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A Ladder to the Sky

$32.99

Product Description

A psychological drama of cat and mouse, A Ladder to the Sky shows how easy it is to achieve the world if you are prepared to sacrifice your soul.

If you look hard enough, you can find stories pretty much anywhere. They don’t even have to be your own. Or so would-be writer Maurice Swift decides very early on in his career.

A chance encounter in a Berlin hotel with celebrated novelist Erich Ackermann gives him an opportunity to ingratiate himself with someone more powerful than him. For Erich is lonely, and he has a story to tell. Whether or not he should do so is another matter entirely.

Once Maurice has made his name, he sets off in pursuit of other people’s stories. He doesn’t care where he finds them – or to whom they belong – as long as they help him rise to the top.

Stories will make him famous but they will also make him beg, borrow and steal. They may even make him do worse.

Author: John Boyne.

Paperback, 368 pp, 2018.

Praise for A Ladder to the Sky:

"If you like a novel with an immoral main character, then John Boyne has created a cracker for you. This story of grasping ambition is not set in the cut-throat world of business but in the supposedly genteel world of publishing. Maurice Swift is an extremely captivating young man who wants to be a famous writer and he can write, but what he lacks is the heart of any great novel - a good story. And so he steals them! His first victim Erich Ackermann is a distinguished novelist in his mid-sixties, winner of the illustrious Prize, a gay man who closed himself off from intimacy after a tragic infatuation and deadly betrayal in his youth. He becomes completely captivated by Maurice (his ‘powerful blend of vitality and impulsive sexuality’) and helps his young protege gain introductions into literary circles. For the first time in almost fifty years he also confides the story of his one tragic love and Maurice laps it up. The structure of the novel is very accomplished with multiple narrators telling the story of their undoing at the hands of Maurice Swift - Erich Ackermann, Maurice’s wife Edith who eclipses his literary success to her own peril, and even real-life writer Gore Vidal. It’s only in the novel’s final section that Maurice himself takes over duties as narrator. The interlude set at Gore Vidal’s home La Rondinaia on the Amalfi Coast is one of the novel’s highlights. Maurice has been brought there by his new literary conquest, Dash Hardy, a middling novelist, in the hopes of securing a blurb for Maurice’s book from Gore - or perhaps something more! But Vidal is the only person shrewd enough to see through Maurice almost instantly and at the end of this section he dresses him down. ’I’ve known a lot of whores in my life ... both men and women. And in general, I’ve always found them to be good company, with a highly evolved sense of honour. A whore will never cheat you, they have too much integrity for that. But you, Mr Swift, you give the profession a bad name.’ There are some wonderfully witty lines and dialogue in this Gore Vidal section but they are eclipsed later in the book by the acidic exchanges between Maurice and a rival novelist, Garrett Colby, who was once a student of Edith’s. Literary references abound - Edmund White pops up in a brief cameo towards the end and readers of Boyne’s very fine previous novel The Heart’s Invisible Furies will notice the reference to Maude Avery, the novelist character from that book. This is a page-turning novel of audacious ambition and insidious literary theft fuelled by the consummate seduction of either sex. But it’s the reader who is also likely to be seduced by this duplicitous scheming antihero, who will remind many of Patricia Highsmith’s most famous character, Ripley."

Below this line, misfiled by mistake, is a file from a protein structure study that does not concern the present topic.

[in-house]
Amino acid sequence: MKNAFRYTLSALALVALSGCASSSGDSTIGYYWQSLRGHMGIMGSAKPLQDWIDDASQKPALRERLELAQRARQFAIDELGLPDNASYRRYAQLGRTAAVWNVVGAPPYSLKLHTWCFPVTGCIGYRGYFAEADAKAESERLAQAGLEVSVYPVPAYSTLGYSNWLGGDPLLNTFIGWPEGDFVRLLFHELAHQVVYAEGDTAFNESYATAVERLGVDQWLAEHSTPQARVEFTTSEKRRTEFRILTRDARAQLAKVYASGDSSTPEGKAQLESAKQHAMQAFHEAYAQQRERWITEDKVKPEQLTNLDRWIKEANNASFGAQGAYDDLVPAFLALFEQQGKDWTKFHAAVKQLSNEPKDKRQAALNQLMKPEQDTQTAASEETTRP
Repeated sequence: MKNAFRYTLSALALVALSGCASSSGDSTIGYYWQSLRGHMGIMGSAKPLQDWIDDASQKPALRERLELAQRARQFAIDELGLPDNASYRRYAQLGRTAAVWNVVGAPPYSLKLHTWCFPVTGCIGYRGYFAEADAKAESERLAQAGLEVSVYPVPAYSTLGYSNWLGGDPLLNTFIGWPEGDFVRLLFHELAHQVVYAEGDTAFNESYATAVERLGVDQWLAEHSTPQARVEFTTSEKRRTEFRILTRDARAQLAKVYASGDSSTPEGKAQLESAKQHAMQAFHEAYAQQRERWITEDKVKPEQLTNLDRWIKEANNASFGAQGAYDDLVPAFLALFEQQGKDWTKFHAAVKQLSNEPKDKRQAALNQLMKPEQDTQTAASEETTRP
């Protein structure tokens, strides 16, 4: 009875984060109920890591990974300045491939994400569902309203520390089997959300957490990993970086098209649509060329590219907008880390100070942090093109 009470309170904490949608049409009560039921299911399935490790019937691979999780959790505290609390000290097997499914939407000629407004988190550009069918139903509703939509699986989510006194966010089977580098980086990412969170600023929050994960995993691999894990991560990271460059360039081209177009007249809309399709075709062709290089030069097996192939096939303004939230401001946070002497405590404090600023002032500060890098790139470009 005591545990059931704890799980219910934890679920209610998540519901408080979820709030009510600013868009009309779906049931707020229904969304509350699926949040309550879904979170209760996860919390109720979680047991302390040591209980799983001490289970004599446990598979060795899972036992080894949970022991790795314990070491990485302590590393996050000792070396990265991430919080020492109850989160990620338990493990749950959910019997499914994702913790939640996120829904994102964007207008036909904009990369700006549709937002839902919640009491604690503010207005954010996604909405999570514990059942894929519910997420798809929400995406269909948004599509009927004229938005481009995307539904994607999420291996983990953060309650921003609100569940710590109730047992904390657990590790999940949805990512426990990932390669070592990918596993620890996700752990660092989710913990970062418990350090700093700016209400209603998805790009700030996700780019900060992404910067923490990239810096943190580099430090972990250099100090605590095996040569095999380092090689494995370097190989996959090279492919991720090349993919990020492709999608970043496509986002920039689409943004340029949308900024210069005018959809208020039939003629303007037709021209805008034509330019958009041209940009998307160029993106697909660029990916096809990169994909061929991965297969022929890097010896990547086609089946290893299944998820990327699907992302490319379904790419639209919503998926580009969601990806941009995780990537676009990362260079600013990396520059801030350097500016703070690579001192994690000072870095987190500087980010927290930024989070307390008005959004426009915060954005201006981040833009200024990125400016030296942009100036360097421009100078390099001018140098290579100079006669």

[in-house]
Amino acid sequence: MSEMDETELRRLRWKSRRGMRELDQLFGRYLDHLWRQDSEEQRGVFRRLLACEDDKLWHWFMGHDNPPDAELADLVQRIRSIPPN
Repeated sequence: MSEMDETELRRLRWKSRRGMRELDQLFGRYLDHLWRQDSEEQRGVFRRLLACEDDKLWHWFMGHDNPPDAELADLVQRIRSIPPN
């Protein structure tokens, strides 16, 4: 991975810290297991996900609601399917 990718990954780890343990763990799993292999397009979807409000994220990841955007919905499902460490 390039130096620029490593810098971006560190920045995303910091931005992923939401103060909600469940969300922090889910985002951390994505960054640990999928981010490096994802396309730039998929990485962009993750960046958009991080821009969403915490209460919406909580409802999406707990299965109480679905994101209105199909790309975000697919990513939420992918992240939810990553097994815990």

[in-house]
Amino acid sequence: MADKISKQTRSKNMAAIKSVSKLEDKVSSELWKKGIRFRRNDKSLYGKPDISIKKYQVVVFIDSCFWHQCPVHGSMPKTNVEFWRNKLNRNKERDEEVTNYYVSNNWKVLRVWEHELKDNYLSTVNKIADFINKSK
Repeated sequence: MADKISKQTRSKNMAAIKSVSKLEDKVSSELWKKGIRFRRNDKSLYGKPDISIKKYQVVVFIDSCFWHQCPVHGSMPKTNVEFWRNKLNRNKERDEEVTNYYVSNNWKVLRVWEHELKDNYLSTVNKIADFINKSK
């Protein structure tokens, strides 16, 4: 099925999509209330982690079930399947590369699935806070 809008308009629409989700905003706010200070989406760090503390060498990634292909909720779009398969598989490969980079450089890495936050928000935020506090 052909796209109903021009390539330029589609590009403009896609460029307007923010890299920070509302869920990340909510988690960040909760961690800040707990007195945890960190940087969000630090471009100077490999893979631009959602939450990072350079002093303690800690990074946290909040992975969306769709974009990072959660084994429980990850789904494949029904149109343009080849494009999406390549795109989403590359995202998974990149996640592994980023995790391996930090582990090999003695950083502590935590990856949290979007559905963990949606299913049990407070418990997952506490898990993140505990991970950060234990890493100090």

Reviewed by Graeme Aitken

 

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